The enormously disturbing newness of Les Demoiselles is confirmed by the reaction, not of the public or the critics, but of Picasso’s avant- garde artist friends when they first saw it in his studio. Both Matisse and Braque were at first repelled by it. Picasso, Braque said, had been ‘drinking turpentine and spitting fire’ (4), while Derain is alleged to have claimed that ‘someday Picasso would hang himself behind his canvas’ (5).

Les Demoiselles and theories of modernism

There have been, of course, a number of more rounded and theoretically sophisticated accounts of the emergence of modern art, than the simple distinctions discussed so far. Probably the most influential, at least within the art world, is that of the American art critic, Clement Greenberg. Greenberg established himself by being the principal champion of abstract expressionism, and for twenty years or so (roughly the mid-forties to the mid-sixties) was the leading art critic in America and, therefore, the world. His status in art criticism approximated to that of Keynes in economics or F.R.Leavis in literature. Greenberg began in the late thirties as at least a semi- Marxist in the Trotskyist influenced milieu around Partisan Review, but during and after the Second World War moved, like so many, towards a mainstream or right wing liberalism and in the process became a rigorous formalist in matters of art criticism and history, rejecting, more or less absolutely, any discussion of the content or social context of art works.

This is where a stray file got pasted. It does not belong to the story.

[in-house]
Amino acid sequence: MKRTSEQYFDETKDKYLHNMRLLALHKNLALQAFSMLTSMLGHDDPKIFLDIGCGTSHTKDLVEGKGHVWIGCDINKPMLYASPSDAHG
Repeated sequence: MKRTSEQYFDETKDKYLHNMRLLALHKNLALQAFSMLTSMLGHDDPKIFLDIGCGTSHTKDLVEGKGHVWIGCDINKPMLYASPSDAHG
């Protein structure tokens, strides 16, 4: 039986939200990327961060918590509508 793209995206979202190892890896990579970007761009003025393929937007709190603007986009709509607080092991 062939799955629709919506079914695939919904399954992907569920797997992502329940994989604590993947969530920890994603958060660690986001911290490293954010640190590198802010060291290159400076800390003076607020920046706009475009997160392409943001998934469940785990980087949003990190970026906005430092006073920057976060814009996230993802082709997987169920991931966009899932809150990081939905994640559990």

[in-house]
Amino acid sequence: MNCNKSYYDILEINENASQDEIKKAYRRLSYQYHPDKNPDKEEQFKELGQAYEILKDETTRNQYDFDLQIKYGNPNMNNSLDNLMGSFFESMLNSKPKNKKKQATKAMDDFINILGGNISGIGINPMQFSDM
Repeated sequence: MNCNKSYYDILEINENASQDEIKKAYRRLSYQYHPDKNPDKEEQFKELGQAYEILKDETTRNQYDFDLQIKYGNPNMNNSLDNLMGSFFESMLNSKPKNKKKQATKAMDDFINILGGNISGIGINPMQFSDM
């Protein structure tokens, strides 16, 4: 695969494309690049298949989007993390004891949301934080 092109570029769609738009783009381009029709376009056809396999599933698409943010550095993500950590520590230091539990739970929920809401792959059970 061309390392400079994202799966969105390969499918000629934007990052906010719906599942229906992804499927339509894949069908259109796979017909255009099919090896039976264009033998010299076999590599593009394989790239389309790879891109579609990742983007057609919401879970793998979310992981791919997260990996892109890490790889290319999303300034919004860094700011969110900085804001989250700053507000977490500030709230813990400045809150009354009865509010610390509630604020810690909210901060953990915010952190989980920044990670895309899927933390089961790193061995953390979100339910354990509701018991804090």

For Greenberg Modernism was more than art and literature, it included ‘almost the whole of what is truly alive in our culture’ (6), and its essence lay ‘in the use of the characteristic methods of a discipline to criticize the discipline itself – not in order to subvert it, but to entrench it more firmly in its area of competence’ (7). Each art form had to demonstrate in practice that the kind of experience it provided was not to be obtained from any other activity. This meant each art form systematically shedding all conventions not essential to its survival as art, and focusing with increasing intensity on its unique and defining characteristics. In the case of painting this was the making of marks on a flat, two-dimensional surface.